Gandhi from A to Z
This article was published as Douglas Allen, “Mahatma Gandhi,” in Great Thinkers A-Z, edited by Julian Baggini and Jeremy Stangroom (London: Continuum, 2004). Pp. 103-105.
Mohandas Karamchand Gandhi, better known as Mahatma (‘Great Soul/Self’), is arguably the most admired human being of the twentieth-century. Not an academic philosopher, Gandhi was never concerned with abstract philosophical analysis. When asked his philosophy, he typically responded, ‘My life is my message.’ And yet one could make a strong case that Gandhi is more philosophically interesting and significant than most professional philosophers.
Gandhi, like Socrates, was a gadfly, and he was often an embarrassment and an irritant, even to his friends and allies. He challenges unacknowledged assumptions and uncritically accepted positions and allows us to envision different ways of seeing things. He explodes myths and arrogant provincialism and challenges power positions that pretend to be based on sound knowledge and morality.
Best known as a proponent of nonviolence (ahimsa), Gandhi challenges our analyses of violence and nonviolence. Violence and nonviolence, for Gandhi, include overt physical acts, but they include so much more.
As with Kant and many other philosophers, Gandhi focuses much of his attention on motives and intentions. Violence is often equated with hatred, and nonviolence with love. However, Gandhi goes beyond most philosophical analysis by focusing on the violence of the status quo: economic violence, cultural violence, psychological violence, linguistic violence, and so forth. For Gandhi, if I am accumulating wealth and power, and my neighbour is in great need, and I do nothing to help alleviate the suffering of the other, then I contribute to and am complicit in the violence of the status quo.
Unlike most philosophers, Gandhi, like Levinas, emphasises the primacy of morality. Gandhi has little sympathy for detached theories of knowledge that are not grounded in morality, or for theology and metaphysics which pretend to transcend morality.
In his approach to morality in general and violence in particular, Gandhi is well known for his emphasis on the integral, mutually reinforcing relationship between means and ends. One cannot use impure or immoral means to achieve worthy goals. This is the major reason he rejects utilitarianism. Although there may be short-term desired results, violent immoral means inevitably lead to defective ends. We fuel and become trapped in endless escalating cycles of violence and mutual destruction.
Gandhi’s approach expresses an activist philosophy, which he often relates to the action-oriented philosophy of karma yoga in the Bhagavad-Gita: Act to fulfill your ethical duties with an attitude of nonattachment to the results of your actions. In this way, Gandhi experimented with ways to intervene nonviolently to weaken endless cycles of violence and mutual destruction and allow us to realise ethical goals.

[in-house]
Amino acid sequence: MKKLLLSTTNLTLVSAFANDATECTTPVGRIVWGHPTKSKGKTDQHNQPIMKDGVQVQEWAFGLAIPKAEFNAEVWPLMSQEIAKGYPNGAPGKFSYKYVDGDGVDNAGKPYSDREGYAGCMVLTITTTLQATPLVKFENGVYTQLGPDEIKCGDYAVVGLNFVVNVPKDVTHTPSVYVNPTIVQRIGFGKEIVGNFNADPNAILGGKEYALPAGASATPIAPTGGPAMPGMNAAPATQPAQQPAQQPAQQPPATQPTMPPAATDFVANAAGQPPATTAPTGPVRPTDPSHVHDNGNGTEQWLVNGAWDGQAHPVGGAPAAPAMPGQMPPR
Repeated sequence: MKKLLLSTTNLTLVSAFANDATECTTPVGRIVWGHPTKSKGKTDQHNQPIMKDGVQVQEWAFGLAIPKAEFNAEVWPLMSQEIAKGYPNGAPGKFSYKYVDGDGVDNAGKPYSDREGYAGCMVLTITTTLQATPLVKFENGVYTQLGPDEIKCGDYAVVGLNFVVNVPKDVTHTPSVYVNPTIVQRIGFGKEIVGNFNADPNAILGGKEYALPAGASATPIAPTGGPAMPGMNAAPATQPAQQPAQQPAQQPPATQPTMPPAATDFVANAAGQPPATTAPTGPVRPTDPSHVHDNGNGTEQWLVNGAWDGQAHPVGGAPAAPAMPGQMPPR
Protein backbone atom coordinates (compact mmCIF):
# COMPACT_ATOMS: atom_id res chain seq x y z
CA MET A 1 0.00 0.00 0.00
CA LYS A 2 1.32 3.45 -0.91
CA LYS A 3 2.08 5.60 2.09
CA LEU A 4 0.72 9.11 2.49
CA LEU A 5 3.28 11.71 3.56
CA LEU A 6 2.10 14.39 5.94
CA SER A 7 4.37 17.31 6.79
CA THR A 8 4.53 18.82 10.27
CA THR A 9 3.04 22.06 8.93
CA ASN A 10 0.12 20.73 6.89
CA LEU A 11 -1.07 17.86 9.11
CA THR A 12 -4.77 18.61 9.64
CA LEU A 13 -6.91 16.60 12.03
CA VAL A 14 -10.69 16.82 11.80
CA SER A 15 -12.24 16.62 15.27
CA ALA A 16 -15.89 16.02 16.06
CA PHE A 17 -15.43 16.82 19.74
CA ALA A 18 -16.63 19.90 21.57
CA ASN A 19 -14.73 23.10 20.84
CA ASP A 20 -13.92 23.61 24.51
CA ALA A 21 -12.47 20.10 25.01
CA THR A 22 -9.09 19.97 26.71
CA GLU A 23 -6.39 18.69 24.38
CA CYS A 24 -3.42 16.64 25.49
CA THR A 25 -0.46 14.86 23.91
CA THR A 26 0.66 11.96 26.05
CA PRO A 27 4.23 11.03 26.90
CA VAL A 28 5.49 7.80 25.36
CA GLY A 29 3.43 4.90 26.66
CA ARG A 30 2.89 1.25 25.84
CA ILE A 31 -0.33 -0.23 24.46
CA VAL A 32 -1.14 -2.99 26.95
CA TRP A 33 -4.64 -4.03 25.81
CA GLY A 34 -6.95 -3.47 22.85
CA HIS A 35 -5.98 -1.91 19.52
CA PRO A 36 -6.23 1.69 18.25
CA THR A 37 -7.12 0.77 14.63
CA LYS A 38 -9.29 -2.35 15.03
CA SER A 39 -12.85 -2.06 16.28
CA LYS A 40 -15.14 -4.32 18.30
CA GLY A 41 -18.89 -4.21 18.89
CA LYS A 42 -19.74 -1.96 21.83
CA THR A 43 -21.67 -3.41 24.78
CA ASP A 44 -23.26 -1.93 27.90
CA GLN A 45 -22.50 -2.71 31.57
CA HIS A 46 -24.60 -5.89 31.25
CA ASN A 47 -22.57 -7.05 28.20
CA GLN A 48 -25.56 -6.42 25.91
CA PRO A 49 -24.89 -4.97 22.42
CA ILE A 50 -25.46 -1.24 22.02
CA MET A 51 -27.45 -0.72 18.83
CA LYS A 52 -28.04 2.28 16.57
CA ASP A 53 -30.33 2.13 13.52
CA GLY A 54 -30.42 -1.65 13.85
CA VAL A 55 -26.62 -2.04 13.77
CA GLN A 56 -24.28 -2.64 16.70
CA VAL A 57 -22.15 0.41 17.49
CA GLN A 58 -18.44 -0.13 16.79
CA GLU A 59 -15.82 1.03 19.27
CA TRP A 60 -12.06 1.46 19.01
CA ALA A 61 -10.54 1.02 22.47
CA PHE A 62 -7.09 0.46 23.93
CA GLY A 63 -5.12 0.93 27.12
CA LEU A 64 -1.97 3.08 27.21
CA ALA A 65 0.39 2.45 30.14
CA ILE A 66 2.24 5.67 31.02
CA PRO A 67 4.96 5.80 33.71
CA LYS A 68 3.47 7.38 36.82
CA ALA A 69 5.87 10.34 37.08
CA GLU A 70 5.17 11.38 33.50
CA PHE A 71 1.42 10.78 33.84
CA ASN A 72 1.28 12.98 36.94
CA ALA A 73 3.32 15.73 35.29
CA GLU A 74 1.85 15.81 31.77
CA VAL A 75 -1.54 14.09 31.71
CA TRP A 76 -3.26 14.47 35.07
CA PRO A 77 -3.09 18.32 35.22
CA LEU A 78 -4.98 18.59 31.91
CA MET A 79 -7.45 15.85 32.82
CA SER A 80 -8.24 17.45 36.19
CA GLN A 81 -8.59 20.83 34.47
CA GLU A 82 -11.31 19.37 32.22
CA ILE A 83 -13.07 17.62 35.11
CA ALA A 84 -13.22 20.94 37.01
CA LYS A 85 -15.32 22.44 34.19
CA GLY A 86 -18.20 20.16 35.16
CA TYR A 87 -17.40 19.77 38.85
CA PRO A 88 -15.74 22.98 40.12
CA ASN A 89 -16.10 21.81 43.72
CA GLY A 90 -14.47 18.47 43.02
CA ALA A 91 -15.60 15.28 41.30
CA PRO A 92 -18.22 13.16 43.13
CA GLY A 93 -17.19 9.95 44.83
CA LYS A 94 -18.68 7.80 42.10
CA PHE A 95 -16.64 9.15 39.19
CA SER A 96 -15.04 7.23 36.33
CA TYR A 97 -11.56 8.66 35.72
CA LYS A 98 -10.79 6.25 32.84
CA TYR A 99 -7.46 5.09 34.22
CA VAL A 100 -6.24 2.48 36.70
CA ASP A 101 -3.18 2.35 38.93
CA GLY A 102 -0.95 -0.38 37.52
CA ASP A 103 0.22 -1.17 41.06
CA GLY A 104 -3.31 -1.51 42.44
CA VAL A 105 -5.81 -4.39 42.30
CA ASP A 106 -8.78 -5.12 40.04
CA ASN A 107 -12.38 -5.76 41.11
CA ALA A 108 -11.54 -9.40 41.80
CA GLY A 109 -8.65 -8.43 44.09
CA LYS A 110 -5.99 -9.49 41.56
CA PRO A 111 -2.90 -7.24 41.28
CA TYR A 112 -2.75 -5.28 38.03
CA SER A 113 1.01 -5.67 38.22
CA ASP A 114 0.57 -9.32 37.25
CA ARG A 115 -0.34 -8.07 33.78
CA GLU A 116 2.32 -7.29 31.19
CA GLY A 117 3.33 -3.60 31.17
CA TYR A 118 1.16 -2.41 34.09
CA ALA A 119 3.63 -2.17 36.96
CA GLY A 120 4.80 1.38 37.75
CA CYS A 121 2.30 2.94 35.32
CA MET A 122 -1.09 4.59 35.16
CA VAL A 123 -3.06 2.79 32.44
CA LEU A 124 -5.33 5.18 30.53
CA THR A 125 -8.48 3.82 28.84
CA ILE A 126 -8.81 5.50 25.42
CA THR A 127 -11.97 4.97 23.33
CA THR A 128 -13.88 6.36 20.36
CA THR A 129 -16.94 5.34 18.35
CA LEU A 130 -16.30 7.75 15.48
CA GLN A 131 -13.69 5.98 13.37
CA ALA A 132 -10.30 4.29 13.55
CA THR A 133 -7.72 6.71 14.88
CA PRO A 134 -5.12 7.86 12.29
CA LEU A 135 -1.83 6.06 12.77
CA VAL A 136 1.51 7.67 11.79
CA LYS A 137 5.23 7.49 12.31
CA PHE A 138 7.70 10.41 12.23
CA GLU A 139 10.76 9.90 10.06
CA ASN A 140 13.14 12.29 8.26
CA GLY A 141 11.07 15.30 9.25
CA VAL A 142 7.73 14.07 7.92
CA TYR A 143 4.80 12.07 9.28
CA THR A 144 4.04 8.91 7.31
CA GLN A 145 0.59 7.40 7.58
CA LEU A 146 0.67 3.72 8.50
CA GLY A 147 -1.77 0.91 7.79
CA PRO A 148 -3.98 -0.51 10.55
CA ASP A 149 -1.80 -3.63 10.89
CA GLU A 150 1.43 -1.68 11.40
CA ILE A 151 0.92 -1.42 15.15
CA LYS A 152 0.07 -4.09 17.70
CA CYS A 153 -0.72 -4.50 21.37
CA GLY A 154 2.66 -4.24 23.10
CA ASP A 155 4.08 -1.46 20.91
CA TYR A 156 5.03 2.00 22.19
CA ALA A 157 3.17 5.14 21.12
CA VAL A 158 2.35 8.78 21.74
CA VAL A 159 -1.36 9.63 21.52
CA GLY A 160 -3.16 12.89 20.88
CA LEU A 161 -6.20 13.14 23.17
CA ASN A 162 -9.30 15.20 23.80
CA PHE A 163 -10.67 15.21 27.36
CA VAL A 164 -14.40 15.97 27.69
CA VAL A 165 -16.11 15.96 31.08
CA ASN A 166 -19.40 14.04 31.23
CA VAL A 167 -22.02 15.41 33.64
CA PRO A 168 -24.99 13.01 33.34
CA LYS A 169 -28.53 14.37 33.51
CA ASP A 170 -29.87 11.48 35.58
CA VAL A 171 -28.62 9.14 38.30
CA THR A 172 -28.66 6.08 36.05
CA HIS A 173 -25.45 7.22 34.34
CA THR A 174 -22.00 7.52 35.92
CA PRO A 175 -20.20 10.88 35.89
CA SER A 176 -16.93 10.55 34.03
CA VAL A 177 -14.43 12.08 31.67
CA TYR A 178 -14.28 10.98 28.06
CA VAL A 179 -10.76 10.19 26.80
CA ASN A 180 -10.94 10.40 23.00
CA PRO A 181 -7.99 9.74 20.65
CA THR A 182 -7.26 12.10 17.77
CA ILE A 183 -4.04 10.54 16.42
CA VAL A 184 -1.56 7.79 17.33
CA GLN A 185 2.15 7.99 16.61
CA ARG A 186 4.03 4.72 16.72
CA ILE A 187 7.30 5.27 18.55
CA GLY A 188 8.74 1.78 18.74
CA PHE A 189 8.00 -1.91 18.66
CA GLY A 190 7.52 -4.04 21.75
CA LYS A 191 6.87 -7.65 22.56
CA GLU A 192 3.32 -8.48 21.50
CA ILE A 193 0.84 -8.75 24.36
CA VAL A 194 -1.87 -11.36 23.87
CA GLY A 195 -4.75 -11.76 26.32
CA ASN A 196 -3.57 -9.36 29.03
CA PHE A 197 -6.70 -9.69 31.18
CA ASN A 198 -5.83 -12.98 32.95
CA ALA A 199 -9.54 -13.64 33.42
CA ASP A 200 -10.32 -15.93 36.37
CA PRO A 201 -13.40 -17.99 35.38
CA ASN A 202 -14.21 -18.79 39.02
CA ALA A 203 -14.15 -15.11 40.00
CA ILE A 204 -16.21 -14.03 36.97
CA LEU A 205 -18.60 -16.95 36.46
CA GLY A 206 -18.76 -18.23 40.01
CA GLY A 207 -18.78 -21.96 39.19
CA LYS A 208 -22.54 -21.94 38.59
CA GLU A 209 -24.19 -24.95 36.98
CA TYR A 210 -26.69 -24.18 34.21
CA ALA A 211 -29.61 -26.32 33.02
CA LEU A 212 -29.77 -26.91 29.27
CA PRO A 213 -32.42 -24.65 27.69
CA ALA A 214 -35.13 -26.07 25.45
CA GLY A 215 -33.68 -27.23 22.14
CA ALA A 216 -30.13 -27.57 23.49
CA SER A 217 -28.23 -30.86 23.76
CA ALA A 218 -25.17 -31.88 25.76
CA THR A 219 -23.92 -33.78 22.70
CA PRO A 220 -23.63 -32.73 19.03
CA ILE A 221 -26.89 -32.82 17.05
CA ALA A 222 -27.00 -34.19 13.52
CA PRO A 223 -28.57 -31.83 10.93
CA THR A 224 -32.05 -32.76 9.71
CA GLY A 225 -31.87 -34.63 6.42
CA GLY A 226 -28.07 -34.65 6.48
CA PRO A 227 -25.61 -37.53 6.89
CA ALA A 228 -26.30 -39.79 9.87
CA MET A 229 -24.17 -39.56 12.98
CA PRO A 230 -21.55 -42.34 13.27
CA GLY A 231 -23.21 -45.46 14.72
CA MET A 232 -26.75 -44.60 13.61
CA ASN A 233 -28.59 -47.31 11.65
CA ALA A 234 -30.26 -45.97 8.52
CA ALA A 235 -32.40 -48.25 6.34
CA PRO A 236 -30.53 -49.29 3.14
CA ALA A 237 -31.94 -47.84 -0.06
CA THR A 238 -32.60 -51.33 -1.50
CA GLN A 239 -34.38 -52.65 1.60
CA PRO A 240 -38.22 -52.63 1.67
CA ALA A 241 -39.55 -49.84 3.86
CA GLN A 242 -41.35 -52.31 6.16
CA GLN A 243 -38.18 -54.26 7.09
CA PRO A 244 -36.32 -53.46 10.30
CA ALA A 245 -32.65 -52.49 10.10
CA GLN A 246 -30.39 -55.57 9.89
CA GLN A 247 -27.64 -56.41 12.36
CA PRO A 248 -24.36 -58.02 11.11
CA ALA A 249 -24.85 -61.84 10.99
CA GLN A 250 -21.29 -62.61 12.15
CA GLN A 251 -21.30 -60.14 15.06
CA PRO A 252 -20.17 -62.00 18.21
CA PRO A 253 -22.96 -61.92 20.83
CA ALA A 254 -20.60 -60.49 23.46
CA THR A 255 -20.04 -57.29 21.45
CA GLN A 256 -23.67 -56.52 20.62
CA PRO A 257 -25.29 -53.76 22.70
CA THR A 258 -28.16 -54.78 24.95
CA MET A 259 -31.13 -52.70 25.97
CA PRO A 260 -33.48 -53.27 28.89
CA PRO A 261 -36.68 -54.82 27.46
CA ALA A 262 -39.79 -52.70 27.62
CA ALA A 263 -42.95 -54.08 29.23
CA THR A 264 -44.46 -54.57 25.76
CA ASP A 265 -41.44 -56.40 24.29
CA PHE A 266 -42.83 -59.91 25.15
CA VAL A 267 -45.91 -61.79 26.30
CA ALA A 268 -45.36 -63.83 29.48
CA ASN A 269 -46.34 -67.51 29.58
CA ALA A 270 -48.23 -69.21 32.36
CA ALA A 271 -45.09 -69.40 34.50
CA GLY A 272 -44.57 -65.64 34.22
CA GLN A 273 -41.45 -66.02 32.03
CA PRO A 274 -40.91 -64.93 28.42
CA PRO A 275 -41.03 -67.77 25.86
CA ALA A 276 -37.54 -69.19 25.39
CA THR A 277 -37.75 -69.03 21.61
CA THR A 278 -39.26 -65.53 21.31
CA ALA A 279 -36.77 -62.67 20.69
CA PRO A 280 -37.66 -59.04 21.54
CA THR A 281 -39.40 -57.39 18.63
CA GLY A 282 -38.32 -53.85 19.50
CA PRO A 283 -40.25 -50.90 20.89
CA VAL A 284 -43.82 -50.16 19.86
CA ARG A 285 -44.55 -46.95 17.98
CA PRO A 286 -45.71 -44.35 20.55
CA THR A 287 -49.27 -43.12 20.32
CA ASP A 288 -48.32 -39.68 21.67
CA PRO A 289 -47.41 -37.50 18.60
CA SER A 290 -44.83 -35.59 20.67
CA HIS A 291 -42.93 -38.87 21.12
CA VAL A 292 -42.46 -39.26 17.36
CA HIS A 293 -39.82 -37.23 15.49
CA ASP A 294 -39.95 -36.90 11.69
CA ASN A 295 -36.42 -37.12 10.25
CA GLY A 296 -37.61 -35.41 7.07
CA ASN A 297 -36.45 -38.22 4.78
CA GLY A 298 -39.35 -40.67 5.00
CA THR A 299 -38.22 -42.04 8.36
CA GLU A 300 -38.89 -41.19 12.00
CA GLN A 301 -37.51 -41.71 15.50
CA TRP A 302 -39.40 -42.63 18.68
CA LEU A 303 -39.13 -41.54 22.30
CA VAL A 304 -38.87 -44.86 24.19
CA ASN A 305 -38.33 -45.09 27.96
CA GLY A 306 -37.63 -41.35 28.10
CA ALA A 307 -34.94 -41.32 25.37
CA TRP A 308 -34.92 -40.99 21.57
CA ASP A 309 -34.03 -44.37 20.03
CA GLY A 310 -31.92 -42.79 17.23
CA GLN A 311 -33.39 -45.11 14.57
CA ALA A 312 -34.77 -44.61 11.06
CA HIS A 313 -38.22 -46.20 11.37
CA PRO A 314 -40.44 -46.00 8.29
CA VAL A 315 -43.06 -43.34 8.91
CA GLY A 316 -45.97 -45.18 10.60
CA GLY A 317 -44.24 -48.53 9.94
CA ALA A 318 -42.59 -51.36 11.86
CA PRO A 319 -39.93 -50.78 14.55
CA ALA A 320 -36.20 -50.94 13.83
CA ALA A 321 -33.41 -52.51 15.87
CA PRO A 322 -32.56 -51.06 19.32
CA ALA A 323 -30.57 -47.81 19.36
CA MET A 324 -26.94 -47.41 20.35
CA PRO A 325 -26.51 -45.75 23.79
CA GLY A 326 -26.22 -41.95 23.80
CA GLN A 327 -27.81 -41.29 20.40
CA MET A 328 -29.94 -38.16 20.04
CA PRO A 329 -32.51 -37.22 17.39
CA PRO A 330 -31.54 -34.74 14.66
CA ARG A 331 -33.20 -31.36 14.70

Although Gandhi’s emphasis on intentions and duties often allows us to relate him to Kant, he is not really a Kantian. First, Gandhi describes himself as a ‘pragmatic idealist’. He focuses on results. When he acted with good intentions and according to moral duty, but did not succeed in resisting hegemonic British imperialism, alleviating poverty and suffering, or overcoming caste prejudice and oppression, he evaluated his position as a ‘failed experiment in truth’.
Second, Gandhi opposes any abstract, formalistic, universal, decontexualised approach which is then applied to particular situations. Gandhi contextualises his analysis and is always experimenting with an open-ended truth reflecting imperfect understanding.
In this regard, Gandhi presents views that are relevant to recent philosophical developments regarding pragmatism, phenomenology and hermeneutics, relativism, anti-essentialism, and postmodernism. How do we deal with the inadequate dichotomy of universal, absolute essentialism versus particular, relative anti-essentialism? Gandhi, avoiding a kind of facile relativism, embraces absolute universals, such as nonviolence, truth and the unity of all life. But Gandhi also maintains that as particular, relative, embodied human beings, none of us fully comprehends the absolute. The unity is always a unity with particular differences. The absolute may serve as a regulative ideal, but at most we have ‘glimpses’ of truth that is always relative.
Therefore, we should be tolerant of the other, who has truths that we do not have, and we should realise that the movement toward greater truth is an action-oriented, cooperative, mutually reinforcing effort. This philosophical approach to truth necessarily involves dialogue, recognition of integral self-other relations, and embracing an open-ended process that resists the domination of false attempts at philosophical, religious, cultural, economic, or political closure.
Iyer, R. 1993 (ed). The Essential Writings of Mahatma Gandhi. Oxford: Oxford University Press.
Gandhi, M. 1982. An Autobiography, Or, The Story of My Experiments with Truth. Harmondsworth: Penguin
Iyer, R. 1987. (ed.) The Moral and Political Writings Mahatma Gandhi: Non-violent Resistance and Social Transformation. Oxford: Clarendon Press.